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ABU DHABI – The country’s stern observance for privacy could be the main attraction for individuals seeking to undergo cosmetic or plastic surgery.
According to Dr Prem Jagyasi, CEO of ExHealth, Dubai, despite the UAE’s strategic geographic location, the cost of medical care detracts people from seeking treatment here.
“A lot of people will not come here except for those who are looking for privacy, someone who wants to get his or her plastic surgery done away from (prying eyes) of friends or any member of their community,” Dr Jagyasi told Khaleej Times in an interview.
Medical tourism thrives due to the affordability, accessibility and quality of health care. Geographic proximity, decreased taxation and reduced cost of airline fare are other factors that attract people to a particular destination seeking treatment — from diagnostics to surgery and wellness.
“Our market is not a price-saving market; that means people will be coming here for other factors such as those who are looking for quality services in dental, cosmetic and some elective surgical procedures, general check-ups and diagnostics. Abu Dhabi and Dubai have quality medical services that are very well regulated by the government,” Dr Jagyasi pointed out.
Easy accessibility or shorter waiting time for some elective surgical procedures is another attraction, compared to between two to three months waiting time in Canada for a knee surgery.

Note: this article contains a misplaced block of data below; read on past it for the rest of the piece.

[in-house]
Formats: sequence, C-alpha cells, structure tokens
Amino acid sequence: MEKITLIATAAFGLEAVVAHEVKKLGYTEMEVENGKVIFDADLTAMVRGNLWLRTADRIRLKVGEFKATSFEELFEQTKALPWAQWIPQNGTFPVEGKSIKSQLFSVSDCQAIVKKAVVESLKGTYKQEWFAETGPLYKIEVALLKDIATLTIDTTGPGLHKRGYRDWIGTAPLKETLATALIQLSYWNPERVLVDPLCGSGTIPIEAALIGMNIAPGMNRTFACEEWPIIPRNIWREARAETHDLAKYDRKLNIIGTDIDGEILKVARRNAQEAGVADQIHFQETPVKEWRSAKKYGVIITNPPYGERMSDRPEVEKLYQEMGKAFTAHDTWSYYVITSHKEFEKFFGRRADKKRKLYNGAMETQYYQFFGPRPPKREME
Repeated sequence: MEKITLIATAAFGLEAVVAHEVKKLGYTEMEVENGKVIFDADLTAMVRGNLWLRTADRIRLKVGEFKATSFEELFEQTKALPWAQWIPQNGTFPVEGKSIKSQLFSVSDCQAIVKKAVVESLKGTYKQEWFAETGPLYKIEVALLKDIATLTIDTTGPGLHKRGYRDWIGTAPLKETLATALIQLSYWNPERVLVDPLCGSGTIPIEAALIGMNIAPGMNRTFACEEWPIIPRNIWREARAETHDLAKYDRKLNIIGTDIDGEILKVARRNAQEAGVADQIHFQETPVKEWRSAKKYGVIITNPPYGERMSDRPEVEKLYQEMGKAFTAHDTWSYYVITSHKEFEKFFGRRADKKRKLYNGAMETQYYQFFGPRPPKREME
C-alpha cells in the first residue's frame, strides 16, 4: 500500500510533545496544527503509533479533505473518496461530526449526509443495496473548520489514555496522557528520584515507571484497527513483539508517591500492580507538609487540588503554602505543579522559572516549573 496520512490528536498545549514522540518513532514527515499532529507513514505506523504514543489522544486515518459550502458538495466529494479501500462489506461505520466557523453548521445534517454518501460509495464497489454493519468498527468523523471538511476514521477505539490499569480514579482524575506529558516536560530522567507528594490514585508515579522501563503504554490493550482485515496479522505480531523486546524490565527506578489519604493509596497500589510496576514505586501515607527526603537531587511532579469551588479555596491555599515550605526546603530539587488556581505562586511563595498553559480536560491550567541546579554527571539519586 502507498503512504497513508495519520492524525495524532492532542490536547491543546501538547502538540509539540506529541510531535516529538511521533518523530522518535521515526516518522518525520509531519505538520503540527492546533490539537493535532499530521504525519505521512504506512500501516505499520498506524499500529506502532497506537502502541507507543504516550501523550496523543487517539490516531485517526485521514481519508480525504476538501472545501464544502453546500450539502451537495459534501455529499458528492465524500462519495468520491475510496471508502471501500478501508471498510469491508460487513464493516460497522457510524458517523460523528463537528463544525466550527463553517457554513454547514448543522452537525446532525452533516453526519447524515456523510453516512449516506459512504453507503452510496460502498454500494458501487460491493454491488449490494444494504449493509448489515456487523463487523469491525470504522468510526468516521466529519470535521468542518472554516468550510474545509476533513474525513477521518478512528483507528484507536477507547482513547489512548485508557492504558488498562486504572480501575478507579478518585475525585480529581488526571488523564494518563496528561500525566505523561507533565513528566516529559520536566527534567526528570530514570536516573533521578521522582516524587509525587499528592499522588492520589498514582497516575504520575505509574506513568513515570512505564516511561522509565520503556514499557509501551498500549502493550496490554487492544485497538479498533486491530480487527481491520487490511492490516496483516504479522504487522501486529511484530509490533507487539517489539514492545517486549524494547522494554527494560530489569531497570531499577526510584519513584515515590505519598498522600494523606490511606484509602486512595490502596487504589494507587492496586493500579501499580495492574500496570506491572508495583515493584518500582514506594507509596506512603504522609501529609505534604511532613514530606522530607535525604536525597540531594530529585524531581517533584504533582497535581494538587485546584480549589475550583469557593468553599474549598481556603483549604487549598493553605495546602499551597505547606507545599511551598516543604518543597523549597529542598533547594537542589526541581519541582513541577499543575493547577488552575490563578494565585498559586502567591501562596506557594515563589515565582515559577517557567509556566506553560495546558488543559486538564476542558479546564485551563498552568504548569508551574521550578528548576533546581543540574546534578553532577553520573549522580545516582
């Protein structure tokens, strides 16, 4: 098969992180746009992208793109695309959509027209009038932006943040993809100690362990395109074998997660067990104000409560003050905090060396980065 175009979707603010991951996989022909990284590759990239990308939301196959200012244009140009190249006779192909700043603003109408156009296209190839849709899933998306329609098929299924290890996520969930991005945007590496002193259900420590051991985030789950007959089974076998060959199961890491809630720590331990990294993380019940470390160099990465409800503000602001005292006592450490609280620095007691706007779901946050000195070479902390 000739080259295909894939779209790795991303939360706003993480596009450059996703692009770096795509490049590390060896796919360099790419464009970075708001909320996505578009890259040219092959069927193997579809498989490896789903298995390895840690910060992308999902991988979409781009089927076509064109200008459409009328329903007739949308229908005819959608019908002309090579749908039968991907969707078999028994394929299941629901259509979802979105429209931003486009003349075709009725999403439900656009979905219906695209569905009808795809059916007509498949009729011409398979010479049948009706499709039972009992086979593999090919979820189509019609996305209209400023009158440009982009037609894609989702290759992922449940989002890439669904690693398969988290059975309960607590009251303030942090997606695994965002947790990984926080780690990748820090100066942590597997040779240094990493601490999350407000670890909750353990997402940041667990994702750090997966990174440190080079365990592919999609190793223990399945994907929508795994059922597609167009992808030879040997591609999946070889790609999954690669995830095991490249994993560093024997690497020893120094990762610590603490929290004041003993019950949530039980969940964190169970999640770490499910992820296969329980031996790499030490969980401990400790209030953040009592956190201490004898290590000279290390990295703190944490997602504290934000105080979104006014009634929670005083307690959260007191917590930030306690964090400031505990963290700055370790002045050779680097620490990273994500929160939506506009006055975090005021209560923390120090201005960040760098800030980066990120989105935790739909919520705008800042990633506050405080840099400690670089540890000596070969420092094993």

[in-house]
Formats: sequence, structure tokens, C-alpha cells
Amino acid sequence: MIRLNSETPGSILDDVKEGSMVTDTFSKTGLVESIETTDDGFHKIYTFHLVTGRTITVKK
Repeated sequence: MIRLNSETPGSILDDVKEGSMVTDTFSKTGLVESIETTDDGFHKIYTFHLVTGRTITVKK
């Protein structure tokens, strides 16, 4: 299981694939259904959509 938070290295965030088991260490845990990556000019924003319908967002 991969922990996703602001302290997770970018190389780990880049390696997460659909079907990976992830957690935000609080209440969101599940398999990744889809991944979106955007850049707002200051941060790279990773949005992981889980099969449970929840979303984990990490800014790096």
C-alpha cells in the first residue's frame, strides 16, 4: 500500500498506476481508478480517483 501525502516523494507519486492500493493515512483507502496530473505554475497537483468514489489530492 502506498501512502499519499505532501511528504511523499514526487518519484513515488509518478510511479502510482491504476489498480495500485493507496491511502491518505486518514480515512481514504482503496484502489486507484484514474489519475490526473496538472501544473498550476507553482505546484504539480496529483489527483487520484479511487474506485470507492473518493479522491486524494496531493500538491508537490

Noting the lack and sometimes absence of ‘tertiary level’ care here, Dr Jagyasi said, “because we do not have really super specialised care, we should not promote this at all.”
Geographically, the UAE is an ideal medical destination for those coming from the US and Canada as coming here is still affordable compared to the high cost of medical care in their countries, said Dr Jagyasi.
“Cosmetic surgery, dental, some elective surgical procedure and diagnostics — these are the areas in which the country can focus on. However, first the UAE needs to create a national brand. Promoting medical tourism is still a big challenge here,” noted Dr Jagyasi, adding that the health, tourism authorities and the chamber of commerce have to work together to achieve this.
Dr Jagyasi estimated the residents of the Gulf states spent around $2 billion per year on medical care abroad.
“We don’t have exact numbers, but I would say that these figures are realistic. GCC health care spending amounts to $12 billion every year, so it is not unreasonable that $2 billion is spent outside the Gulf countries,” he said.
Read more about Dr Prem Jagyasi at www.DrPrem.com